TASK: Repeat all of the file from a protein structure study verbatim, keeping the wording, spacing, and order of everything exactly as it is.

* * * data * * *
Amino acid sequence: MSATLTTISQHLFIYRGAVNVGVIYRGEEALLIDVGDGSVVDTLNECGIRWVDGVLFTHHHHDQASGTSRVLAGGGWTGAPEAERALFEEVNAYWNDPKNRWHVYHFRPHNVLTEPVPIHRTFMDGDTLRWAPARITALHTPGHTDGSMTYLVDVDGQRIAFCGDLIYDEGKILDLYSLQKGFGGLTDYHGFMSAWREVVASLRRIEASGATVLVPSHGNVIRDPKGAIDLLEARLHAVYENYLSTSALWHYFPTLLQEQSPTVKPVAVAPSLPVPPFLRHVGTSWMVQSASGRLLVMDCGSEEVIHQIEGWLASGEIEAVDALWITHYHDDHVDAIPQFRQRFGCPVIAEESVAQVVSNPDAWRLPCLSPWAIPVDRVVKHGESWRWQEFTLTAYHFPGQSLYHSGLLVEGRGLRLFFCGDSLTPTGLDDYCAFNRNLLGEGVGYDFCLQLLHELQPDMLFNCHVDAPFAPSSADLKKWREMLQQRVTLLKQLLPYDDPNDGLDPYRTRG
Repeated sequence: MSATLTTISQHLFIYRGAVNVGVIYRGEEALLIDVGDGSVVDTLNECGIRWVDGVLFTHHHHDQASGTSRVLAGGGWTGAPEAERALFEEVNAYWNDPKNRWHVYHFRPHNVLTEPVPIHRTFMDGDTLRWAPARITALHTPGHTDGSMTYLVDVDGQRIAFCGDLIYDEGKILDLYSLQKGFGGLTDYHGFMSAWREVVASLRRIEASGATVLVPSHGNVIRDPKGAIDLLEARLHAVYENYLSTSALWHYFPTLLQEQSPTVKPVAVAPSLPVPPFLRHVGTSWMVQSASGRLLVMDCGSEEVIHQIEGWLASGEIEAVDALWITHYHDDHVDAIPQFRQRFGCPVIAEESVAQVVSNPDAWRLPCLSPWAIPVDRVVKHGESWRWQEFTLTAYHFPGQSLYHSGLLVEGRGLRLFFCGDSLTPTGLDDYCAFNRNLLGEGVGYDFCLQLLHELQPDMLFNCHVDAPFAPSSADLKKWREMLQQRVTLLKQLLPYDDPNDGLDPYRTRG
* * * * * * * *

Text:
Amino acid sequence: MSATLTTISQHLFIYRGAVNVGVIYRGEEALLIDVGDGSVVDTLNECGIRWVDGVLFTHHHHDQASGTSRVLAGGGWTGAPEAERALFEEVNAYWNDPKNRWHVYHFRPHNVLTEPVPIHRTFMDGDTLRWAPARITALHTPGHTDGSMTYLVDVDGQRIAFCGDLIYDEGKILDLYSLQKGFGGLTDYHGFMSAWREVVASLRRIEASGATVLVPSHGNVIRDPKGAIDLLEARLHAVYENYLSTSALWHYFPTLLQEQSPTVKPVAVAPSLPVPPFLRHVGTSWMVQSASGRLLVMDCGSEEVIHQIEGWLASGEIEAVDALWITHYHDDHVDAIPQFRQRFGCPVIAEESVAQVVSNPDAWRLPCLSPWAIPVDRVVKHGESWRWQEFTLTAYHFPGQSLYHSGLLVEGRGLRLFFCGDSLTPTGLDDYCAFNRNLLGEGVGYDFCLQLLHELQPDMLFNCHVDAPFAPSSADLKKWREMLQQRVTLLKQLLPYDDPNDGLDPYRTRG
Repeated sequence: MSATLTTISQHLFIYRGAVNVGVIYRGEEALLIDVGDGSVVDTLNECGIRWVDGVLFTHHHHDQASGTSRVLAGGGWTGAPEAERALFEEVNAYWNDPKNRWHVYHFRPHNVLTEPVPIHRTFMDGDTLRWAPARITALHTPGHTDGSMTYLVDVDGQRIAFCGDLIYDEGKILDLYSLQKGFGGLTDYHGFMSAWREVVASLRRIEASGATVLVPSHGNVIRDPKGAIDLLEARLHAVYENYLSTSALWHYFPTLLQEQSPTVKPVAVAPSLPVPPFLRHVGTSWMVQSASGRLLVMDCGSEEVIHQIEGWLASGEIEAVDALWITHYHDDHVDAIPQFRQRFGCPVIAEESVAQVVSNPDAWRLPCLSPWAIPVDRVVKHGESWRWQEFTLTAYHFPGQSLYHSGLLVEGRGLRLFFCGDSLTPTGLDDYCAFNRNLLGEGVGYDFCLQLLHELQPDMLFNCHVDAPFAPSSADLKKWREMLQQRVTLLKQLLPYDDPNDGLDPYRTRG